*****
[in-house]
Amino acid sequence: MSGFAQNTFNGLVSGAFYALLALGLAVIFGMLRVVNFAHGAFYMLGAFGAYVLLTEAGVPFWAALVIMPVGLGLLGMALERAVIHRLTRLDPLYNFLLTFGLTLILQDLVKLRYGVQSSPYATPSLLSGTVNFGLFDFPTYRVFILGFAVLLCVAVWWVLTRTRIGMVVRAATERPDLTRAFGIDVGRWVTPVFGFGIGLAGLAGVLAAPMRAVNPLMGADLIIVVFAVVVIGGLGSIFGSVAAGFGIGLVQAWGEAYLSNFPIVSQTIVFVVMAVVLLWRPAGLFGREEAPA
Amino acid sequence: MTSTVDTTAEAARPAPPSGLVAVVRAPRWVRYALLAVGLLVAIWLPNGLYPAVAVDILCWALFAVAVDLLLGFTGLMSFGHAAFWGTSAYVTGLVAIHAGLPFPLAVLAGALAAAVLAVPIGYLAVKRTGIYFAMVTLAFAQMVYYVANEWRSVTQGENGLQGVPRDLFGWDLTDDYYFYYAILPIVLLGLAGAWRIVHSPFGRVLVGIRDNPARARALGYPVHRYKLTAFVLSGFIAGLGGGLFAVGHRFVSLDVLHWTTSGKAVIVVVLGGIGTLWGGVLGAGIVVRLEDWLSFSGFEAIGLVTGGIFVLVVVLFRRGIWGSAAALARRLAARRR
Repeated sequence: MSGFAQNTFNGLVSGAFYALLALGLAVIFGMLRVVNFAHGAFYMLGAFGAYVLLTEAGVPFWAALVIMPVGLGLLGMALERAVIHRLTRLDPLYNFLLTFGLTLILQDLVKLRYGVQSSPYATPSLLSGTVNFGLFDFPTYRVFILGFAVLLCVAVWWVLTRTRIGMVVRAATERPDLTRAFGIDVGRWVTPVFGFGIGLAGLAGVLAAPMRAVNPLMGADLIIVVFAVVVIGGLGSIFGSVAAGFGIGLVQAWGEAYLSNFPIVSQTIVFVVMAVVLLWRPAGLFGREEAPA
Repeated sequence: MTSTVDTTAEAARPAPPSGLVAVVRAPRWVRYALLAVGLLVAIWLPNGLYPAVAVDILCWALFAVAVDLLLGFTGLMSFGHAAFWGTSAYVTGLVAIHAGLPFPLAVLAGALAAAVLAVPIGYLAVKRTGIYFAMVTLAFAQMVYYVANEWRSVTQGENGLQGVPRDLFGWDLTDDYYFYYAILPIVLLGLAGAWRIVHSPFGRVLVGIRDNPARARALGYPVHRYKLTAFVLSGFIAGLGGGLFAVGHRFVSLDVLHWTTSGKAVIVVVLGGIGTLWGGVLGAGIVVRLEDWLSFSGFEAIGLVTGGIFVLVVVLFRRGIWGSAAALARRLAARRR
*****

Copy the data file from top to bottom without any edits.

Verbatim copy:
[in-house]
Amino acid sequence: MSGFAQNTFNGLVSGAFYALLALGLAVIFGMLRVVNFAHGAFYMLGAFGAYVLLTEAGVPFWAALVIMPVGLGLLGMALERAVIHRLTRLDPLYNFLLTFGLTLILQDLVKLRYGVQSSPYATPSLLSGTVNFGLFDFPTYRVFILGFAVLLCVAVWWVLTRTRIGMVVRAATERPDLTRAFGIDVGRWVTPVFGFGIGLAGLAGVLAAPMRAVNPLMGADLIIVVFAVVVIGGLGSIFGSVAAGFGIGLVQAWGEAYLSNFPIVSQTIVFVVMAVVLLWRPAGLFGREEAPA
Amino acid sequence: MTSTVDTTAEAARPAPPSGLVAVVRAPRWVRYALLAVGLLVAIWLPNGLYPAVAVDILCWALFAVAVDLLLGFTGLMSFGHAAFWGTSAYVTGLVAIHAGLPFPLAVLAGALAAAVLAVPIGYLAVKRTGIYFAMVTLAFAQMVYYVANEWRSVTQGENGLQGVPRDLFGWDLTDDYYFYYAILPIVLLGLAGAWRIVHSPFGRVLVGIRDNPARARALGYPVHRYKLTAFVLSGFIAGLGGGLFAVGHRFVSLDVLHWTTSGKAVIVVVLGGIGTLWGGVLGAGIVVRLEDWLSFSGFEAIGLVTGGIFVLVVVLFRRGIWGSAAALARRLAARRR
Repeated sequence: MSGFAQNTFNGLVSGAFYALLALGLAVIFGMLRVVNFAHGAFYMLGAFGAYVLLTEAGVPFWAALVIMPVGLGLLGMALERAVIHRLTRLDPLYNFLLTFGLTLILQDLVKLRYGVQSSPYATPSLLSGTVNFGLFDFPTYRVFILGFAVLLCVAVWWVLTRTRIGMVVRAATERPDLTRAFGIDVGRWVTPVFGFGIGLAGLAGVLAAPMRAVNPLMGADLIIVVFAVVVIGGLGSIFGSVAAGFGIGLVQAWGEAYLSNFPIVSQTIVFVVMAVVLLWRPAGLFGREEAPA
Repeated sequence: MTSTVDTTAEAARPAPPSGLVAVVRAPRWVRYALLAVGLLVAIWLPNGLYPAVAVDILCWALFAVAVDLLLGFTGLMSFGHAAFWGTSAYVTGLVAIHAGLPFPLAVLAGALAAAVLAVPIGYLAVKRTGIYFAMVTLAFAQMVYYVANEWRSVTQGENGLQGVPRDLFGWDLTDDYYFYYAILPIVLLGLAGAWRIVHSPFGRVLVGIRDNPARARALGYPVHRYKLTAFVLSGFIAGLGGGLFAVGHRFVSLDVLHWTTSGKAVIVVVLGGIGTLWGGVLGAGIVVRLEDWLSFSGFEAIGLVTGGIFVLVVVLFRRGIWGSAAALARRLAARRR